But Wheeler is able to elevate that device, known as anthropomorphism, to a literary level that merits reading. He does so by first of all understanding what he’s talking about. Fantasy, in order to work, must be based on some very real premises. Wheeler, a veteran airlines pilot who retired as the senior pilot with TWA, does know his airplanes. From simple tasks such as maintenance to general aerobatics, he understands what he’s describing, thus giving the talking airplane meaning and context.

He keeps his plane’s meanderings within the confines of common sense, even as he invests it with the qualities one would appreciate in a good friend or loving wife.

Here’s an example:

“As I continued to taxi back to the ramp, I watched with envy as 726 touched down diagonally across the bug intersection of the two runways in the center of the field. She had absolutely no problems because, landing as she did, her crosswind component was almost zero. .. I hated to admit to her that my little excursion not planned…Thank goodness no one else saw my performance. How embarrassing.”

Laymen may have trouble understanding the above paragraph, but any pilot would appreciate it. Piper Cubs are like kites and, when landing one, the pilot must be cognizant of wind direction.

But even those unversed in the ways of the sky will understand the embarrassment that would be felt if one slipped or stumbled while executing a maneuver in front of one’s peers.

Thus, both the technical possibilities and the emotional reactions of the airplane make sense, allowing the book to be enjoyed by both aviation enthusiasts and laymen.

Wheeler started out writing columns for a defunct aviation magazine, in which he wrote as if his airplane was doing the narrating. The column outlasted the magazine. One day, after Wheeler went out to buy a $50 Coke (a joke among flyers who use any excuse, even going to buy a soda, as an excuse to gas up and take off) he was sitting in Arcadia relaxing when some flyers recognized his Cub’s call letters. Next thing he knew, the plane was being mobbed.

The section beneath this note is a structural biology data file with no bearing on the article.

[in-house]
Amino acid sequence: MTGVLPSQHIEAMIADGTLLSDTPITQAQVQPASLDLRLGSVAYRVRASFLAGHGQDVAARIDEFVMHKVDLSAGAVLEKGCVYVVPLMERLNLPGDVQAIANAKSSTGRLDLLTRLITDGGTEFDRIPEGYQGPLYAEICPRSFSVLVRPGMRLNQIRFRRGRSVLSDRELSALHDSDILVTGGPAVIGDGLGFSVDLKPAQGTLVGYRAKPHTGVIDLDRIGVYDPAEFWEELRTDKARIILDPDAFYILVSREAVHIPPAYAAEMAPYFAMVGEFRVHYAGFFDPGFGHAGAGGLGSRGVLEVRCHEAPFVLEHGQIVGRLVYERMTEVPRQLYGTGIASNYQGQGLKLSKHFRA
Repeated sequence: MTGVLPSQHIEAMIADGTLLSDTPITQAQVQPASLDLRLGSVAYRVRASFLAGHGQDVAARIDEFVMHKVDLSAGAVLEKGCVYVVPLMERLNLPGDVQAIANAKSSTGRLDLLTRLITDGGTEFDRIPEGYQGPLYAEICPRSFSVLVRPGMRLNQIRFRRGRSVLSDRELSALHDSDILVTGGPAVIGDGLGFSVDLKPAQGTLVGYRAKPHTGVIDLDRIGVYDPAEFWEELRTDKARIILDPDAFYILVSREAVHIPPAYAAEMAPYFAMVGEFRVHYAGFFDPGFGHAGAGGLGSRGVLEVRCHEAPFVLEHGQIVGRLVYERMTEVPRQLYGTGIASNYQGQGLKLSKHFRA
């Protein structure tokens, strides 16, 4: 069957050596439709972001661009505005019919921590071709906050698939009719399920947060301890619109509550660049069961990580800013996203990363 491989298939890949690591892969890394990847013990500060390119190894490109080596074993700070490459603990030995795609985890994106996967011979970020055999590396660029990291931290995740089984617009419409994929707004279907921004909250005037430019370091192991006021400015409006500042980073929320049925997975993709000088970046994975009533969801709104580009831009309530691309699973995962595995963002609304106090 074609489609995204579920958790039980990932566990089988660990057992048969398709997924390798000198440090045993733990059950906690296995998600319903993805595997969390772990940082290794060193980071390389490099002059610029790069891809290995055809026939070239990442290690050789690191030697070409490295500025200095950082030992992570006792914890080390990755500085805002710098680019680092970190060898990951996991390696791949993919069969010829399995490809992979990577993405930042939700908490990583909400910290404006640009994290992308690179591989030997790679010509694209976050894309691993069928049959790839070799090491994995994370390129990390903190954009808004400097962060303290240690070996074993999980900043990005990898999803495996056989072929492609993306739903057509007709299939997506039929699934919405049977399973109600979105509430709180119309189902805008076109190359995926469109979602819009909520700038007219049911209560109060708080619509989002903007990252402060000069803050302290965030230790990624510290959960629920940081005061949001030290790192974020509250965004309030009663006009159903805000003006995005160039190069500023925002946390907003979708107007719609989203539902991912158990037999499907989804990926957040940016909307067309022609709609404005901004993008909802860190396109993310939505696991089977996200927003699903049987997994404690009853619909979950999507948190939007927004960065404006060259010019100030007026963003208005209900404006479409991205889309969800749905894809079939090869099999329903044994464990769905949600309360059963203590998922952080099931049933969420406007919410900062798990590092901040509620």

That reaction, along with encouragement from appreciative readers of his column, led him to write “Cubs.”

Yes, some may still think the premise is hokey. But, just as men -- and many women –often are unable to say I love you, so do many of us all too often surrender to the mundane and boringly practical. Wheeler’s Cub not only speaks of the love many who take to the skies feel as they break the bonds of earth, but it also speaks as if it were well-loved, with a healthy self-image and a concern for others.

Who’s to say that if you supply your engine, be it the motive mechanism of a plane, car or boat, it won’t return that attention by giving its last full measure to get you where you where you want to go? Sure, you increase the odds that the moving parts will continue to move well, but maybe there’s more to it than that. If our souls are as great as many of us think they are, who’s to say that some of that psychic energy is not transmitted to bits of steel and rubber?